Millwall's manager and players have described the prospect of playing at Wembley as a major factor as they prepare for Sunday's FA Cup quarter-final against Blackburn Rovers.
Playing the semi-finals of the competition at Wembley remains a controversial issue for some.
Traditionalists maintain it devalues reaching the final proper.
But Lions manager Kenny Jackett told BBC London: "Championship clubs don't get many opportunities to play there."
Defender Alan Dunne agreed: "It's great for lads who've never played there, a massive carrot.
"The reward for a club like Millwall and the fans - we could take 50,000 to Wembley - is remarkable. I think the fans deserve it and the manager deserves it.
"If we got there it would mean playing against a top side too, but Blackburn have a lot of Premier League experience and it's going to take everything we have to get through."
Millwall won 2-0 at Blackburn in the league in November, but neither of the players who scored their goals at Ewood Park will be available to Jackett on Sunday.
Earlier this week, Jackett also lost on-loan striker Benik Afobe after the 20-year-old tore an anterior cruciate ligament during the home defeat by Wolves, and returned to parent club Arsenal.
"Both James and Benik were doing well at the time of their injuries, but it happens at every club and you have to be strong enough to cope with it and go again," said Jackett.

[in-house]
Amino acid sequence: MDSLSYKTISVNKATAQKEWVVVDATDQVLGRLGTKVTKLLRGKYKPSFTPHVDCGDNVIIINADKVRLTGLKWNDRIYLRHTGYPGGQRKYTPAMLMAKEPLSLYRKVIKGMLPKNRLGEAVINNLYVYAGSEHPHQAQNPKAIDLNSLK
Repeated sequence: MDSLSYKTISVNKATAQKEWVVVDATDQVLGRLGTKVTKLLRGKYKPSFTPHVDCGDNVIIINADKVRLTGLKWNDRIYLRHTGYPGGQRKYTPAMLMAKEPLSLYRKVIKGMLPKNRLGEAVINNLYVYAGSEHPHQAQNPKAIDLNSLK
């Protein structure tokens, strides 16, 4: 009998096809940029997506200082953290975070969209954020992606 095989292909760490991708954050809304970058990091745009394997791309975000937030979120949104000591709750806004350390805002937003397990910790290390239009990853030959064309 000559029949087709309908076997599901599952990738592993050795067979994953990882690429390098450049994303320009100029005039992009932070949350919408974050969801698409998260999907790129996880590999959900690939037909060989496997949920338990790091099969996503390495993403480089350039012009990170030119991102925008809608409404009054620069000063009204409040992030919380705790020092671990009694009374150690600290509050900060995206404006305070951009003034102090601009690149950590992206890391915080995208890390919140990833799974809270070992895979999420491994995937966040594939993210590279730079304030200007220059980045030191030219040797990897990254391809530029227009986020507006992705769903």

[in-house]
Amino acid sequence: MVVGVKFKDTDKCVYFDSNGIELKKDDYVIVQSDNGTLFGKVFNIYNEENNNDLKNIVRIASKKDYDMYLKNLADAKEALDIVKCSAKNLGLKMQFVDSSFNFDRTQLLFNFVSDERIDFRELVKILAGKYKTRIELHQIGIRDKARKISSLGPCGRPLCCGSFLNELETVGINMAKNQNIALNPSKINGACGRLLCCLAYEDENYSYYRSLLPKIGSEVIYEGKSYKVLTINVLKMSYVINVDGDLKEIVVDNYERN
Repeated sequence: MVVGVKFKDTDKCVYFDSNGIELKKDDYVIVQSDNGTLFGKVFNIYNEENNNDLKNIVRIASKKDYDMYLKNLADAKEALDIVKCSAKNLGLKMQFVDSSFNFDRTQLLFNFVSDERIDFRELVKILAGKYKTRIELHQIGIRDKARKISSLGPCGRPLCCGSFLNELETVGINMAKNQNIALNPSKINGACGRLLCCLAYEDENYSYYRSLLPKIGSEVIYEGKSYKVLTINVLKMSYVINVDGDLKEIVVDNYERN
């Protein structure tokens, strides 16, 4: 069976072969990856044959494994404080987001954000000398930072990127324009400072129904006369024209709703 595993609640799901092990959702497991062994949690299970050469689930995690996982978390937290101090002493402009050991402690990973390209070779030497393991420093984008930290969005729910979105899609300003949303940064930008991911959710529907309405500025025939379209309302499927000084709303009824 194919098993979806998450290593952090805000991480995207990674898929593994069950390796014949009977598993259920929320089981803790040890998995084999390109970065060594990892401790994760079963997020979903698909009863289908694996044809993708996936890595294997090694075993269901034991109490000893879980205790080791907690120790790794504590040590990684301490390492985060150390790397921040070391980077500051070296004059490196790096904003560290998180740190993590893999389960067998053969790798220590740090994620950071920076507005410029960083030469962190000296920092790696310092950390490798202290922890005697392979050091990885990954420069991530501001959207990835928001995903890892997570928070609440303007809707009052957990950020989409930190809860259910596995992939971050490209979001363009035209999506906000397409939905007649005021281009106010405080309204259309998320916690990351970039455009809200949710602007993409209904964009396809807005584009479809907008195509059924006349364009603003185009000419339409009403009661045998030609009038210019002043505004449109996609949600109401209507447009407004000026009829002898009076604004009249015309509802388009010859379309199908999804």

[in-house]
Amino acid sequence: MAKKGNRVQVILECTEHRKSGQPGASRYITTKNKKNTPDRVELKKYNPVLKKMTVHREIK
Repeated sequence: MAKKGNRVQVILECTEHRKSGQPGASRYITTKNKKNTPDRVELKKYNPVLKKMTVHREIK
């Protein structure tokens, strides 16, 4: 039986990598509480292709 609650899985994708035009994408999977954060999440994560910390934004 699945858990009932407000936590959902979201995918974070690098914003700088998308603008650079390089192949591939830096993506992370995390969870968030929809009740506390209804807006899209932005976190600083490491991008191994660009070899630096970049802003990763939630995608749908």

"Blackburn are full of quality and Premier League experience. Their problems as a club are perhaps the opposite of ours.
"They're trying to build again after relegation from the Premier League, we're coming from the other end of the scale having come up from League One and are working hard to maintain our momentum, but from the point of view of the Championship, we're very close.
"It's a crucial game in the season. In terms of our recent league form I have been disappointed.
"We were poor against Wolves, there's no other word for it, but it followed on two good away performances at Leeds and Middlesbrough, so we do have to sort our home form out."
Both Jackett and Dunne re-iterated their support for the campaign to prevent the closure of Lewisham Hospital, a cause with which the club has publicly associated itself.
"It's our local hospital, we do a lot of work in the community as a football club and, if anybody does get injured at a match from either side, that's where they get taken in that unlikely event," said Jackett.
"Our medical team have strong links there and as a management and players we're backing our medical team."